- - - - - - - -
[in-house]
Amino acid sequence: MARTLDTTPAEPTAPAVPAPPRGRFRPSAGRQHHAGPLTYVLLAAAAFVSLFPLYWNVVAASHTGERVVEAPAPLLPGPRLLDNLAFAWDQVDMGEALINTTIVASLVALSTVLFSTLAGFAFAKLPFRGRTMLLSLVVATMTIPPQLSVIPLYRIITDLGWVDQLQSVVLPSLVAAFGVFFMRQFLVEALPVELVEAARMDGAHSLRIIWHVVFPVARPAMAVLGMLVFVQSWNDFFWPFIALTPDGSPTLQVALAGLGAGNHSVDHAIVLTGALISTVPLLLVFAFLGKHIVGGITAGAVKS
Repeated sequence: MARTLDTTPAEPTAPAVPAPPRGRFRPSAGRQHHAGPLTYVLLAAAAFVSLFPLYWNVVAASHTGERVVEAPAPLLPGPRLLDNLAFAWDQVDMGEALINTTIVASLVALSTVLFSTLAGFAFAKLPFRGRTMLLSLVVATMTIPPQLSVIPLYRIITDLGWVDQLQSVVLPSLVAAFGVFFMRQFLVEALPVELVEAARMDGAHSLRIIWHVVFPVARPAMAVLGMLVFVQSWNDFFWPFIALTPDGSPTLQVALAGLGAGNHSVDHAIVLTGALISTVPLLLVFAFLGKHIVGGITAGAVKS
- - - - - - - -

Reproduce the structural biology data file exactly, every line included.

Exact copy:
[in-house]
Amino acid sequence: MARTLDTTPAEPTAPAVPAPPRGRFRPSAGRQHHAGPLTYVLLAAAAFVSLFPLYWNVVAASHTGERVVEAPAPLLPGPRLLDNLAFAWDQVDMGEALINTTIVASLVALSTVLFSTLAGFAFAKLPFRGRTMLLSLVVATMTIPPQLSVIPLYRIITDLGWVDQLQSVVLPSLVAAFGVFFMRQFLVEALPVELVEAARMDGAHSLRIIWHVVFPVARPAMAVLGMLVFVQSWNDFFWPFIALTPDGSPTLQVALAGLGAGNHSVDHAIVLTGALISTVPLLLVFAFLGKHIVGGITAGAVKS
Repeated sequence: MARTLDTTPAEPTAPAVPAPPRGRFRPSAGRQHHAGPLTYVLLAAAAFVSLFPLYWNVVAASHTGERVVEAPAPLLPGPRLLDNLAFAWDQVDMGEALINTTIVASLVALSTVLFSTLAGFAFAKLPFRGRTMLLSLVVATMTIPPQLSVIPLYRIITDLGWVDQLQSVVLPSLVAAFGVFFMRQFLVEALPVELVEAARMDGAHSLRIIWHVVFPVARPAMAVLGMLVFVQSWNDFFWPFIALTPDGSPTLQVALAGLGAGNHSVDHAIVLTGALISTVPLLLVFAFLGKHIVGGITAGAVKS